In general, Asian auto makers dominate the upper end of the reliability chart, although Mini, Porsche, and BMW also made the top 10 shown below. Tesla placed in the middle of the group, along with other domestic brands like Buick, Ram, Cadillac, Chevrolet, and Dodge. Ford is in 22nd place overall, and many of its best-sellers like the F-150 and Bronco suffer from below-average reliability, as does the F-150 Lightning and the F-150 hybrid, though the Ford Maverick and Edge have above-average reliability ratings. Chrysler is at the bottom with the least reliable vehicle overall, the Pacifica Hybrid.

Source: ars Technica

Reliability Problems Could Get Worse As Auto Makers Rush to Make Cheaper EVs

Legacy auto makers are rushing to produce lower-priced electric vehicles more quickly due to pending competition from Chinese auto makers, who are making electric vehicles cheaply as they dominate the EV battery supply chain and the critical mineral processing needed for electric vehicles, and also have cheap electricity from the country’s many coal plants. Renault plans a 40 percent cost reduction for its electric vehicles to reach price parity with fossil-fuel models. Stellantis is building a European plant with China’s battery maker CATL to make cheaper batteries and has recently unveiled the Citroen electric e-C3 SUV, which starts at 23,300 euros ($24,540). Volkswagen and Tesla are developing 25,000-euro electric vehicles.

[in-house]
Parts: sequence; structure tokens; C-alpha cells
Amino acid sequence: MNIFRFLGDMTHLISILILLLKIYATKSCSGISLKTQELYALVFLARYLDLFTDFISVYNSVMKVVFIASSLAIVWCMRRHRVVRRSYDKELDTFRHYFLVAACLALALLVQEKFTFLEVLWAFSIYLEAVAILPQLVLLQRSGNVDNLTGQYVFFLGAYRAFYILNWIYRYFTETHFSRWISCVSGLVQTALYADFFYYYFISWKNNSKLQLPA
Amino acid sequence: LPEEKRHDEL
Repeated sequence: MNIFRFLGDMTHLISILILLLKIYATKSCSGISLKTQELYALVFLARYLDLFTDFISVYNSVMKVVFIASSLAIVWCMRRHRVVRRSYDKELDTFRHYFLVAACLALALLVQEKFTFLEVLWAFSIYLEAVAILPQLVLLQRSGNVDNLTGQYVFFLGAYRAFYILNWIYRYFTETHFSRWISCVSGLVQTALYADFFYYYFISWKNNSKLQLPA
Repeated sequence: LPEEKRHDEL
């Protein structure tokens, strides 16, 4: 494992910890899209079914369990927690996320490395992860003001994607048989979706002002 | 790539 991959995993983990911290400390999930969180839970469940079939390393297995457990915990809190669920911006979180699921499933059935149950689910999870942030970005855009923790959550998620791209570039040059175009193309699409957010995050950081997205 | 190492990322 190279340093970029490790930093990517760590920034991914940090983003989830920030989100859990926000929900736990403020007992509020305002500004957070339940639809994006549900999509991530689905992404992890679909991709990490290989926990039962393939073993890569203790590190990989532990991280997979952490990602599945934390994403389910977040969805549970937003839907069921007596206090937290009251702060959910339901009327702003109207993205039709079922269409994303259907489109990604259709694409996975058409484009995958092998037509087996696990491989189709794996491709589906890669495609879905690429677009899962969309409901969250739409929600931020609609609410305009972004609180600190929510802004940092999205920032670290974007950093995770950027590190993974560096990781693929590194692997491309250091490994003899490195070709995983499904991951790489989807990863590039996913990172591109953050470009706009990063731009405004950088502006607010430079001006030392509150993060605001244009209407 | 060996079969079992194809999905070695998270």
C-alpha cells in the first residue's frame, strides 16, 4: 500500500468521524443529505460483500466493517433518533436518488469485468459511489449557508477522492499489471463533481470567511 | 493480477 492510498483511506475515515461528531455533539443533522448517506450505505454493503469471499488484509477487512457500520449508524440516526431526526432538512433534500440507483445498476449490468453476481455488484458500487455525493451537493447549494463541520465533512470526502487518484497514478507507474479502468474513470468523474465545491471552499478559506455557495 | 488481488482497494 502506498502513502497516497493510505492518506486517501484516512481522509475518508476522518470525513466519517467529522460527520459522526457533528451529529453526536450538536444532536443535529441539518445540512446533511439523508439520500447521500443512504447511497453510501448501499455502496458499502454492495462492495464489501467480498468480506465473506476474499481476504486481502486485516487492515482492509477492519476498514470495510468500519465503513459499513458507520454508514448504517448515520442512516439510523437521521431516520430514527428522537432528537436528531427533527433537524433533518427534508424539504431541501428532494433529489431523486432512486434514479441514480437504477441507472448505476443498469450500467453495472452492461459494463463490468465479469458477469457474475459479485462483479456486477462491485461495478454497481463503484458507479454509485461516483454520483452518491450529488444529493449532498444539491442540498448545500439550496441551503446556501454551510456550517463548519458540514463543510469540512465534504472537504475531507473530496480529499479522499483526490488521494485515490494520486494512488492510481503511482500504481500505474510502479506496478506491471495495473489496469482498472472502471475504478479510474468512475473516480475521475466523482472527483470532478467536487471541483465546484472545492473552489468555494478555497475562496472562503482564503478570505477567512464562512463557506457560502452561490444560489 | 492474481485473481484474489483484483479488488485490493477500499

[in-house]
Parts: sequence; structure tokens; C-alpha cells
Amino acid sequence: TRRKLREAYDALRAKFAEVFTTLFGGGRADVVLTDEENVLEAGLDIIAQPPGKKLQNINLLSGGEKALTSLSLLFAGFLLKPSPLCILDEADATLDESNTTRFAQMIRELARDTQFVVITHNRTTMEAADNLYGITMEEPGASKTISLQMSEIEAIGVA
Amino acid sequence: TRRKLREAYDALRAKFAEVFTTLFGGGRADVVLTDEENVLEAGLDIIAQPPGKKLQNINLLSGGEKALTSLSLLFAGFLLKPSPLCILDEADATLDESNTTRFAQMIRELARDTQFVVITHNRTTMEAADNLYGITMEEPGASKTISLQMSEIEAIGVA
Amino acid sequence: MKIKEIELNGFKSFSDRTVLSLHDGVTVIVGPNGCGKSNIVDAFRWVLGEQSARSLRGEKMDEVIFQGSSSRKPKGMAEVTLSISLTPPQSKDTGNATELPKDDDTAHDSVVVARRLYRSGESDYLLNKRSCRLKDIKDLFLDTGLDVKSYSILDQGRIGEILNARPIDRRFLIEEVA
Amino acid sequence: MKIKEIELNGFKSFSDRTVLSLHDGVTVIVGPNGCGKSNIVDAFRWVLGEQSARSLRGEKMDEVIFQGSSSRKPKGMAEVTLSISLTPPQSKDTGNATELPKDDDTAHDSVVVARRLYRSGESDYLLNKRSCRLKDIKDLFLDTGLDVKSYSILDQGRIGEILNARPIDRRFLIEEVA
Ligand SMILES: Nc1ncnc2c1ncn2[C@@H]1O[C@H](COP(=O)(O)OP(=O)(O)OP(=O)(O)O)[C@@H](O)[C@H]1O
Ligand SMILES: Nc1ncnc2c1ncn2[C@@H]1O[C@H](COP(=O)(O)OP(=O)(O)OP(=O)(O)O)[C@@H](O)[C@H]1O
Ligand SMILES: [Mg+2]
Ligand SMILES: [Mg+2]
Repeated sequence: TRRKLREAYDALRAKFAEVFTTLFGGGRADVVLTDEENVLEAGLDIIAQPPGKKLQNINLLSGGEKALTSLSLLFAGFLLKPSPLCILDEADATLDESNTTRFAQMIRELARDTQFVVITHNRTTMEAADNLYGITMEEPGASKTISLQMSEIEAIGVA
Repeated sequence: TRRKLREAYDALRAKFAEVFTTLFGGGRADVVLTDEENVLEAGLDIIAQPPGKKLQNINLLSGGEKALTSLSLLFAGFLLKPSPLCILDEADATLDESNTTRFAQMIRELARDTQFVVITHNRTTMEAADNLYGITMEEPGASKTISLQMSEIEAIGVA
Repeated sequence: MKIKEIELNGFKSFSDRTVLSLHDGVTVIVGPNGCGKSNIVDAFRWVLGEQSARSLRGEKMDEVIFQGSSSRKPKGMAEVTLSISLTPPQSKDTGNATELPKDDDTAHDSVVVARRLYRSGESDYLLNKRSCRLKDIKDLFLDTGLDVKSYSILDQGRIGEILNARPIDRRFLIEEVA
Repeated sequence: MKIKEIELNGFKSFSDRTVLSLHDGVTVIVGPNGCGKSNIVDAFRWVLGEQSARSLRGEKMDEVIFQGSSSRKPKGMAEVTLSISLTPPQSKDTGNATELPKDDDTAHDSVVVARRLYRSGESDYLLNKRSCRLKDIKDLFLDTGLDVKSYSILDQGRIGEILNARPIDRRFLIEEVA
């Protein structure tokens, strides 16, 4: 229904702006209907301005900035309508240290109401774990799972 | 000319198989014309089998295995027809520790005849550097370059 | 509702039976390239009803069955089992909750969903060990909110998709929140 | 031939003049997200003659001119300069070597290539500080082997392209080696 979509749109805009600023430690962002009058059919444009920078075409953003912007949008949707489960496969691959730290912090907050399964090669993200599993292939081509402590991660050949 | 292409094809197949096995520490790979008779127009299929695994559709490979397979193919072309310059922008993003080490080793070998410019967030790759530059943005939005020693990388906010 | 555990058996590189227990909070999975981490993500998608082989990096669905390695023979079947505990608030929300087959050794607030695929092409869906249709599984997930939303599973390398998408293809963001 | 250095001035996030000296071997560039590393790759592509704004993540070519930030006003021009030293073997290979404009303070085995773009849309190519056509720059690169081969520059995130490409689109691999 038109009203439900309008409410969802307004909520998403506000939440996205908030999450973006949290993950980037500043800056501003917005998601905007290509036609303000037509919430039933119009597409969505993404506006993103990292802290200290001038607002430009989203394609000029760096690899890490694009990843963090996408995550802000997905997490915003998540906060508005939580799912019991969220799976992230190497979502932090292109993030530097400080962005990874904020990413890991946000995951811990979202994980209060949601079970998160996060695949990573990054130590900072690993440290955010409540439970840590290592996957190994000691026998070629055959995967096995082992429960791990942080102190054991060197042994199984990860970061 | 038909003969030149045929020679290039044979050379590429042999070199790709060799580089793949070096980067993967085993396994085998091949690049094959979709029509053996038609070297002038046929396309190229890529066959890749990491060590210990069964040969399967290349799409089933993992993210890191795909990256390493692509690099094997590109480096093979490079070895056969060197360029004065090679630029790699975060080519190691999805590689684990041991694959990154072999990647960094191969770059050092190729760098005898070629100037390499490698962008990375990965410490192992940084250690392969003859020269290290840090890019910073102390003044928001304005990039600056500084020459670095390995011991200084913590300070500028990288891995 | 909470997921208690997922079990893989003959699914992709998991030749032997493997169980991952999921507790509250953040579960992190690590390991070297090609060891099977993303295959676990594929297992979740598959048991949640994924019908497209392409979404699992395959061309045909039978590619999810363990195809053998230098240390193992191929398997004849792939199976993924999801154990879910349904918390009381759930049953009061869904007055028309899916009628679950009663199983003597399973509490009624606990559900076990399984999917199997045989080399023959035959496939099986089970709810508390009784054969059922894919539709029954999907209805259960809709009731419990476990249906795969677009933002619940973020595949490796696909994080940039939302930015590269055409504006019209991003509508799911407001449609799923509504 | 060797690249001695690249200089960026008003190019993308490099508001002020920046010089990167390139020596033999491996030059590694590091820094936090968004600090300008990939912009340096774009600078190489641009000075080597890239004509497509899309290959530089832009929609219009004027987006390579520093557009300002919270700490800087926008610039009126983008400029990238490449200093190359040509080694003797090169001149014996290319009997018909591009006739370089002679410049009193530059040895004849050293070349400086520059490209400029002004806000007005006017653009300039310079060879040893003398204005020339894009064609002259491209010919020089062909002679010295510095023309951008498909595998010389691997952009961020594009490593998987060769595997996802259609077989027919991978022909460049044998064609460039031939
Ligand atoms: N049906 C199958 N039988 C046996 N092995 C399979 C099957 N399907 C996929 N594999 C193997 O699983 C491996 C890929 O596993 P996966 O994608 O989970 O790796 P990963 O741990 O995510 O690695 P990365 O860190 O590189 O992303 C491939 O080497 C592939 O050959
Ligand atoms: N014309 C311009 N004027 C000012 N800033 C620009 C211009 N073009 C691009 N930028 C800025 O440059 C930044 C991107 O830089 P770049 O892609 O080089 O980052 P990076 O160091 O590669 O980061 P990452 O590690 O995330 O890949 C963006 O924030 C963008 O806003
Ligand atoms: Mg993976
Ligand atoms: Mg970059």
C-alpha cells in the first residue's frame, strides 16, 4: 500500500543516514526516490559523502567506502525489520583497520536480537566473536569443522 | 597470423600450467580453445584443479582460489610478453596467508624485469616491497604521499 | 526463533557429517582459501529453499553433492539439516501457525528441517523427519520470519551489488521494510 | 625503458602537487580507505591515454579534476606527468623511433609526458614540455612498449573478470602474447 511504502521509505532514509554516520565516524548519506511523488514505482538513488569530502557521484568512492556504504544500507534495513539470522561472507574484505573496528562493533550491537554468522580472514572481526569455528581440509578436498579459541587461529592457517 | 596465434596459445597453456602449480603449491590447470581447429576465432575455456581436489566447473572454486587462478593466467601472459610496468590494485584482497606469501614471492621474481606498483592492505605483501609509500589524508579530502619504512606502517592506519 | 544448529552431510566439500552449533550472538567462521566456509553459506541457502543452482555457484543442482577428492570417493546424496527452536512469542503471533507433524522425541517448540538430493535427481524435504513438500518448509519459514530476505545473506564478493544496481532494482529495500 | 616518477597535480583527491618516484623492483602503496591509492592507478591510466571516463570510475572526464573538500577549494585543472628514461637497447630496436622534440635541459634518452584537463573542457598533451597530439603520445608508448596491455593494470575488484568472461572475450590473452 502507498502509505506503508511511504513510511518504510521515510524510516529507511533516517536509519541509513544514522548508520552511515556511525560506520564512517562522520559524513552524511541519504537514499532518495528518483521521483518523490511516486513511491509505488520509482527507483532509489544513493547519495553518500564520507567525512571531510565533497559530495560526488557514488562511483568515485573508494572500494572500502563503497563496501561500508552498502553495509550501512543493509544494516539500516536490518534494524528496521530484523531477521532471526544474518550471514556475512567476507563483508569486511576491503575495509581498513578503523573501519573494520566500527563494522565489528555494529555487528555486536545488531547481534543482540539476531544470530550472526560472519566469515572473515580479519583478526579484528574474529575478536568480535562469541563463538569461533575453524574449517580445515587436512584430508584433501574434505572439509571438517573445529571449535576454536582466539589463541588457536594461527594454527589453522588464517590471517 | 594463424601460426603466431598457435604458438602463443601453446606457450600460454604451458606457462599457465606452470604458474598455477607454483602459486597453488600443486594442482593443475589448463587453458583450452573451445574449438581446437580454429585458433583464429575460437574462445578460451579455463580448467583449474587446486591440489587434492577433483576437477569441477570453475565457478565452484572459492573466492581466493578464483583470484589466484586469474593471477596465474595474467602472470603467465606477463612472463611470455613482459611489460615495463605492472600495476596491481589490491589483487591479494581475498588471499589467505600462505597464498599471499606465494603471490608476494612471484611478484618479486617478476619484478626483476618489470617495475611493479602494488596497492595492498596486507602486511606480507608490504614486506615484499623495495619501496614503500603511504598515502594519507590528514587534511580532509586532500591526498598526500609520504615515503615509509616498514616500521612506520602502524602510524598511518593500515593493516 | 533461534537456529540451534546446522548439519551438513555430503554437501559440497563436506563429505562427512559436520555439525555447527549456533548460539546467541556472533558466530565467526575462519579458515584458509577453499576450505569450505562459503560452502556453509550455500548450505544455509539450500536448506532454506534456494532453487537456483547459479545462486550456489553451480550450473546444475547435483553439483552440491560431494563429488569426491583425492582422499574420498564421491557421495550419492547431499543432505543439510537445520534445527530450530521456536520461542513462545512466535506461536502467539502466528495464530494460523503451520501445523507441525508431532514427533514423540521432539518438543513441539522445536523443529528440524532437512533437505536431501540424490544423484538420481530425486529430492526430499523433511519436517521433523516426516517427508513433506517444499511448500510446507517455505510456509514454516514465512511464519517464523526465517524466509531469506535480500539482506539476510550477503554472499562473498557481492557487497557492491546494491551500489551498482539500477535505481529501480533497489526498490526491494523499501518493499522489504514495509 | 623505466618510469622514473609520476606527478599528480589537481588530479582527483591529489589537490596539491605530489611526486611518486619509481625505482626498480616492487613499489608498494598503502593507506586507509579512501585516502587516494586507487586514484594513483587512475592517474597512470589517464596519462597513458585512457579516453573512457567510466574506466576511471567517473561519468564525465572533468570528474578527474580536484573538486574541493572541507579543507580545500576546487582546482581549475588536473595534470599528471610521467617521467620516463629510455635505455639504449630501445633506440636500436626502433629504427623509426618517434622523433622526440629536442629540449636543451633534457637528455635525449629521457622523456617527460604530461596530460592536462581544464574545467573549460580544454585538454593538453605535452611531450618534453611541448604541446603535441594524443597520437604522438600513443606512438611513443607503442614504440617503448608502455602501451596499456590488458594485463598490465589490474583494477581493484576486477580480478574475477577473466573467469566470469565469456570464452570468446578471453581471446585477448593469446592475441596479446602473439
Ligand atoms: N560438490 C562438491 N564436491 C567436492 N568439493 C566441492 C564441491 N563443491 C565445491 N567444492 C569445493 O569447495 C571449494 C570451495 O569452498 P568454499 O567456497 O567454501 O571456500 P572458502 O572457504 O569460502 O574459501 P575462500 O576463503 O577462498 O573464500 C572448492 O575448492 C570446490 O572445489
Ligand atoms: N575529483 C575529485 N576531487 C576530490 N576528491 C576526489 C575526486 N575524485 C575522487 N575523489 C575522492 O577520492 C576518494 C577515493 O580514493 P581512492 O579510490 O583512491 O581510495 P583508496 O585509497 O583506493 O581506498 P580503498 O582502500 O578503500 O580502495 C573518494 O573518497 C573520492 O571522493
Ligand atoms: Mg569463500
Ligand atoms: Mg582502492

U.S. auto makers, who are somewhat protected from Chinese EV imports by subsidies in the Inflation Reduction Act, also are planning to manufacture more affordable electric vehicles. GM has saved billions partly by developing a more inexpensive battery pack for its revamped Bolt EV, which will launch in 2025, two years earlier than planned. Ford is cutting costs partly through a 50 percent increase in “in-sourcing” of parts like batteries and inverters. The feasibility of lowering costs, however, is yet to be seen as Ford has indicated that it is losing over $60,000 per electric vehicle, despite the massive subsidies from the Inflation Reduction Act.  The average new EV sold for about $52,000 in October, down from around $65,000 a year ago, according to Cox Automotive.